Intestinal motility assessment with video capsule endoscopy arises as a novel and challenging clinical fieldwork. This technique is based on the analysis of the patterns of intestinal contractions obtained by labelling all the motility events present in a video provided by a capsule with a wireless micro-camera, which is ingested by the patient. However, the visual analysis of these video sequences presents several important drawbacks, mainly related to both the large amount of time needed for the visualization process, and the low prevalence of intestinal contractions in video.
In this work we propose a machine learning system to automatically detect the intestinal contractions in video capsule endoscopy, driving a very useful but not feasible clinical routine into a feasible clinical procedure. Our proposal is divided into two different parts: The first part tackles the problem of the automatic detection of phasic contractions in capsule endoscopy videos. Phasic contractions are dynamic events spanning about 4-5 seconds, which show visual patterns with a high variability.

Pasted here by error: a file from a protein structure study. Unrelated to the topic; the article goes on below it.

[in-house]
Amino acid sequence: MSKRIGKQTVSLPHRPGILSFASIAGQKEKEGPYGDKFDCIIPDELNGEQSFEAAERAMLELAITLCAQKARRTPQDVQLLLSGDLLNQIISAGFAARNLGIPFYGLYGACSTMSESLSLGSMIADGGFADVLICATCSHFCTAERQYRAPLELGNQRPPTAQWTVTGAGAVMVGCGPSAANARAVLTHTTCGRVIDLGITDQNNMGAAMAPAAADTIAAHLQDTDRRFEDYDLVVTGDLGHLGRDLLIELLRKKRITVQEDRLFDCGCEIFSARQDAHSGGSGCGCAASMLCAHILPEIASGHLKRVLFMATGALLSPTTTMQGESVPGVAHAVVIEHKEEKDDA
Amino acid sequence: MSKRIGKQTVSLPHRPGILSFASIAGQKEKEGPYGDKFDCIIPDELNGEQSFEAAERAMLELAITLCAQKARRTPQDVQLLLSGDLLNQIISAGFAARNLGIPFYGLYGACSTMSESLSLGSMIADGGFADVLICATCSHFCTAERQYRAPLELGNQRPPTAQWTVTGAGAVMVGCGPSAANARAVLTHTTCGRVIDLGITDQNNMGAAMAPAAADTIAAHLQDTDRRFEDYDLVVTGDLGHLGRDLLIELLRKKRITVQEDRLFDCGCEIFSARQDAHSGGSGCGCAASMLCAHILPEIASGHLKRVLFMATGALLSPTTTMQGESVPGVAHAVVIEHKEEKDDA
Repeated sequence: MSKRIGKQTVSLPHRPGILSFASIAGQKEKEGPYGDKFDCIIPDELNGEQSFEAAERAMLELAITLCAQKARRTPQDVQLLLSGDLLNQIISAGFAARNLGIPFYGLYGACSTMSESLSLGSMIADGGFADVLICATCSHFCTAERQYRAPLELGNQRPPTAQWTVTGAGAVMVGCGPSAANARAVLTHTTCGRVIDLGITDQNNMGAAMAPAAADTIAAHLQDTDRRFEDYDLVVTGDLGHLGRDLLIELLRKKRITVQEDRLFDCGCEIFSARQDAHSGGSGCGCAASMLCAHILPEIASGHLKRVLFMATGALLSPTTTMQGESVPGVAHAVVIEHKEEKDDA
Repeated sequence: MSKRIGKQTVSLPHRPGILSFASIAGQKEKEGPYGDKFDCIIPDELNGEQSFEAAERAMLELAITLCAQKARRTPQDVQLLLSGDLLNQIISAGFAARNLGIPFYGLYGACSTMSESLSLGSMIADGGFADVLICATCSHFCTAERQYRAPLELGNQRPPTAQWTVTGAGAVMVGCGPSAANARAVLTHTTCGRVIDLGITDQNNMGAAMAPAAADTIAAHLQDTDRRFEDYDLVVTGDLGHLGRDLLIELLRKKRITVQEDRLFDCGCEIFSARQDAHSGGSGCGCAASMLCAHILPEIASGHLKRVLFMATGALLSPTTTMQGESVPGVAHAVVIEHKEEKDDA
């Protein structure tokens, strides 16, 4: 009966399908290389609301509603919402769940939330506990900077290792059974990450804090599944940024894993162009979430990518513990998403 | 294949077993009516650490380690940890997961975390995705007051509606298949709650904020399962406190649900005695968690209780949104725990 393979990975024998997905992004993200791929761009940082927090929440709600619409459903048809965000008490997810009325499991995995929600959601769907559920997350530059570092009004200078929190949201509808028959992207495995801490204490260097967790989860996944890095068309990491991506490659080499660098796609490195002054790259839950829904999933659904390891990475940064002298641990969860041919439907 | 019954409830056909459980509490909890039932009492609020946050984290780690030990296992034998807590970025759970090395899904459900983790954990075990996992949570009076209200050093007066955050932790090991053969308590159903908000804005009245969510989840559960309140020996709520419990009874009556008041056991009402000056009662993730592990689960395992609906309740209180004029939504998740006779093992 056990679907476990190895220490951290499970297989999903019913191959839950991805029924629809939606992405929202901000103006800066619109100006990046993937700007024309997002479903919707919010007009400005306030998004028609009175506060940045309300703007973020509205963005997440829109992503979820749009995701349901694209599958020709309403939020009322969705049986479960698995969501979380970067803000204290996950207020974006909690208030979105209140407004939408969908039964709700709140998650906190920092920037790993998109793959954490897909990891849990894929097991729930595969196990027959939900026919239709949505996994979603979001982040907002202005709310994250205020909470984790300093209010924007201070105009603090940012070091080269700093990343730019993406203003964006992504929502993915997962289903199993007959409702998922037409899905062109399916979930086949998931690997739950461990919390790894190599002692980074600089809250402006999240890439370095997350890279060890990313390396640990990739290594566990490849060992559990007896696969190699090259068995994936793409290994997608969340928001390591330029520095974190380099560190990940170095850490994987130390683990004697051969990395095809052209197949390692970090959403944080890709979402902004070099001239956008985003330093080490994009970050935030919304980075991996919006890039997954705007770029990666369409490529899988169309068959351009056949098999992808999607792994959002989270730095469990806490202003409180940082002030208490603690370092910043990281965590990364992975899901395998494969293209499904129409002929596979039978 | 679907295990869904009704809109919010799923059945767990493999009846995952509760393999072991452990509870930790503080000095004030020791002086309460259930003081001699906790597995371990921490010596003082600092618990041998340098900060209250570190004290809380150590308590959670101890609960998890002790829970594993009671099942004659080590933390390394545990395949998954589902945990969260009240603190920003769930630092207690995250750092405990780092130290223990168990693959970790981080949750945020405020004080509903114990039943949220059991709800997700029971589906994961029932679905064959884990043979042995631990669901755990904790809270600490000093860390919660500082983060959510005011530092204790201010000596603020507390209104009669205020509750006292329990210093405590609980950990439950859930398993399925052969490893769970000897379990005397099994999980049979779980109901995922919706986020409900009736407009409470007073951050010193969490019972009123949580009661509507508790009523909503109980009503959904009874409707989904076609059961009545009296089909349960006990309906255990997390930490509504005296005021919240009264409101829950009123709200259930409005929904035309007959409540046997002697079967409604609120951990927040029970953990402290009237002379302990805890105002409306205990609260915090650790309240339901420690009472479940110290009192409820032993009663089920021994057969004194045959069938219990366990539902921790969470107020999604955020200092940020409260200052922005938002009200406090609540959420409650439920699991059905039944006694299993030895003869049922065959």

Our proposal is based on a sequential design which involves the analysis of textural, color and blob features with powerful classifiers such as SVM. This approach appears to cope with two basic aims: the reduction of the imbalance rate of the data set, and the modular construction of the system, which adds the capability of including domain knowledge as new stages in the cascade. The second part of the current work tackles the problem of the automatic detection of tonic contractions. Tonic contractions manifest in capsule endoscopy as a sustained pattern of the folds and wrinkles of the intestine, which may be prolonged for an undetermined span of time.
Our proposal is based on the analysis of the wrinkle patterns, presenting a comparative study of diverse features and classification methods, and providing a set of appropriate descriptors for their characterization. We provide a detailed analysis of the performance achieved by our system both in a qualitative and a quantitative way.